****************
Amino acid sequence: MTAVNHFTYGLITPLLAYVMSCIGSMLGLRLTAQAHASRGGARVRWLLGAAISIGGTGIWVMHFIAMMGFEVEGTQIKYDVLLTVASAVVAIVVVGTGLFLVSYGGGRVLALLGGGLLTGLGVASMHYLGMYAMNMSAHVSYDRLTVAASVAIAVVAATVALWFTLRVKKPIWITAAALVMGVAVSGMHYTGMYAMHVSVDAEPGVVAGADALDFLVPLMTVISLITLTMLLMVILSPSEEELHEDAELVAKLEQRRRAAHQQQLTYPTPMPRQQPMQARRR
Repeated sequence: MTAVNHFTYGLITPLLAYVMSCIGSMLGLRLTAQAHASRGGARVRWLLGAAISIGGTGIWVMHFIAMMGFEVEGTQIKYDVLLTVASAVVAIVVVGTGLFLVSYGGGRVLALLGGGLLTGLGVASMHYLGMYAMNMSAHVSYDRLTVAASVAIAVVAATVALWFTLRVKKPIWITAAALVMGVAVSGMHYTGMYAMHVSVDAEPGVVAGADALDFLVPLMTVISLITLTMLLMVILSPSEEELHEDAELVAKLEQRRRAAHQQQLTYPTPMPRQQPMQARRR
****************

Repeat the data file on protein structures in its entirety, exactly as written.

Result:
Amino acid sequence: MTAVNHFTYGLITPLLAYVMSCIGSMLGLRLTAQAHASRGGARVRWLLGAAISIGGTGIWVMHFIAMMGFEVEGTQIKYDVLLTVASAVVAIVVVGTGLFLVSYGGGRVLALLGGGLLTGLGVASMHYLGMYAMNMSAHVSYDRLTVAASVAIAVVAATVALWFTLRVKKPIWITAAALVMGVAVSGMHYTGMYAMHVSVDAEPGVVAGADALDFLVPLMTVISLITLTMLLMVILSPSEEELHEDAELVAKLEQRRRAAHQQQLTYPTPMPRQQPMQARRR
Repeated sequence: MTAVNHFTYGLITPLLAYVMSCIGSMLGLRLTAQAHASRGGARVRWLLGAAISIGGTGIWVMHFIAMMGFEVEGTQIKYDVLLTVASAVVAIVVVGTGLFLVSYGGGRVLALLGGGLLTGLGVASMHYLGMYAMNMSAHVSYDRLTVAASVAIAVVAATVALWFTLRVKKPIWITAAALVMGVAVSGMHYTGMYAMHVSVDAEPGVVAGADALDFLVPLMTVISLITLTMLLMVILSPSEEELHEDAELVAKLEQRRRAAHQQQLTYPTPMPRQQPMQARRR